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While still rising, health law sign-ups likely to fall short of last year’s total

In this Oct. 18, 2017 photo, the website is seen on a computer screen in Washington. (Alex Brandon / Associated Press)
In this Oct. 18, 2017 photo, the website is seen on a computer screen in Washington. (Alex Brandon / Associated Press)
By Ricardo Alonso-Zaldivar Associated Press

WASHINGTON (AP) – Sign-ups for the Affordable Care Act’s subsidized health insurance are still rising, the government said Wednesday. But with just over a week to go in an enrollment season cut in half, experts say the final tally is likely to fall short of last year’s total.

About 3.6 million people signed up through Dec. 2 in states served by the federal website, according to the Centers for Medicare and Medicaid Services. That’s more than 20 percent higher than the comparable period last year.

However, this year’s open enrollment ends on Dec. 15, and last time around it continued through Jan. 31.

Barring an unusually strong final surge, experts say it’s unlikely that enrollment for 2018 will match the 12.2 million initial sign-ups for this year.

It’s been a tumultuous year for the health care program passed under former President Barack Obama, which has been credited for expanding coverage and driving the nation’s uninsured rate to a historic low of about 9 percent. President Donald Trump and the Republican-led Congress set out to repeal “Obamacare,” but repeated attempts have ended in failure.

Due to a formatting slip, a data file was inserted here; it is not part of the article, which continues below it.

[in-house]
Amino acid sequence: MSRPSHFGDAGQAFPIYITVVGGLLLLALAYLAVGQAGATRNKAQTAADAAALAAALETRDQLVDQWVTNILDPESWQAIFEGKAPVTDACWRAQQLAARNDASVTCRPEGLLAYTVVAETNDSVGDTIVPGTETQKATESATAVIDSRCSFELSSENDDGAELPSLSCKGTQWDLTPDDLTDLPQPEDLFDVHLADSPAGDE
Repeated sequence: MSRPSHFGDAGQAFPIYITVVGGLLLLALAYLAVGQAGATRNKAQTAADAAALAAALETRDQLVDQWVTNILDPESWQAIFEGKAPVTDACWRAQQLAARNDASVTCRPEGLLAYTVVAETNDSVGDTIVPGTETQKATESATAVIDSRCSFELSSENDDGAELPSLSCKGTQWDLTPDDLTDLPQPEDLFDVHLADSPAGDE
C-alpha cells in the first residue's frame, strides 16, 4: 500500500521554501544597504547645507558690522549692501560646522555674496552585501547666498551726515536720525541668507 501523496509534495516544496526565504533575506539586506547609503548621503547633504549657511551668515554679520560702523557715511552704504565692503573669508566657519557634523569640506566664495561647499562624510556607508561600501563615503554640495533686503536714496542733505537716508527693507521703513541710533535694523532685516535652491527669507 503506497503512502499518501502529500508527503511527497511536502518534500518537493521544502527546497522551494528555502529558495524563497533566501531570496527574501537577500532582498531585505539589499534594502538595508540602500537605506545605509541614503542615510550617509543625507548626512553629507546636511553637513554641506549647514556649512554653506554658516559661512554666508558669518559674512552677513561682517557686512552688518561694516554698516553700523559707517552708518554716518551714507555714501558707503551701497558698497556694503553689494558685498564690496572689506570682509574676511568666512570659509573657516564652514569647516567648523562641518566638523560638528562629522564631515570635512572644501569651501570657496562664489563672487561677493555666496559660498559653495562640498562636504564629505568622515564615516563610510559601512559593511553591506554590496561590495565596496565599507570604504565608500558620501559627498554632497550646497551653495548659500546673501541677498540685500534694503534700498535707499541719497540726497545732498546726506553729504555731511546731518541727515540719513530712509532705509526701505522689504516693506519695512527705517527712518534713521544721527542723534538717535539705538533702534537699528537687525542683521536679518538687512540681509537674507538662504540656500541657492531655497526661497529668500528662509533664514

The Trump administration cut the enrollment season in half, saying that would bring the ACA in line with other health insurance programs. At the same time, the administration slashed the advertising budget for 2018 from $100 million to $10 million.

Disappointing sign-ups will set off another round of the political blame game over health care, with Democrats accusing the administration of “sabotage” and Republicans saying it’s the fault of “Obamacare.” Trump himself says the program is “imploding.”

“It’s almost certain enrollment will end lower, and potentially much lower,” said Caroline Pearson of the health care consulting firm Avalere Health, which tracks the ACA’s insurance markets. “The problem is … the healthiest people are the ones who don’t sign up when enrollment drops.”

That feeds a vicious cycle of rising premiums, lower enrollment, and dwindling insurer participation.

The latest numbers are for the 39 states served by the federal health insurance website. States running their own health care markets have later deadlines. That could boost the final numbers, which aren’t likely to be available for weeks.

Another wild card that could raise the final count will be the number of people automatically re-enrolled in the plan they had for this year.

Former Obama administration official Lori Lodes said she thinks if sign-up season hadn’t been cut short, the ACA would have surprised naysayers with a strong performance.

“The demand is just so big this year but there’s little time left,” Lodes said.

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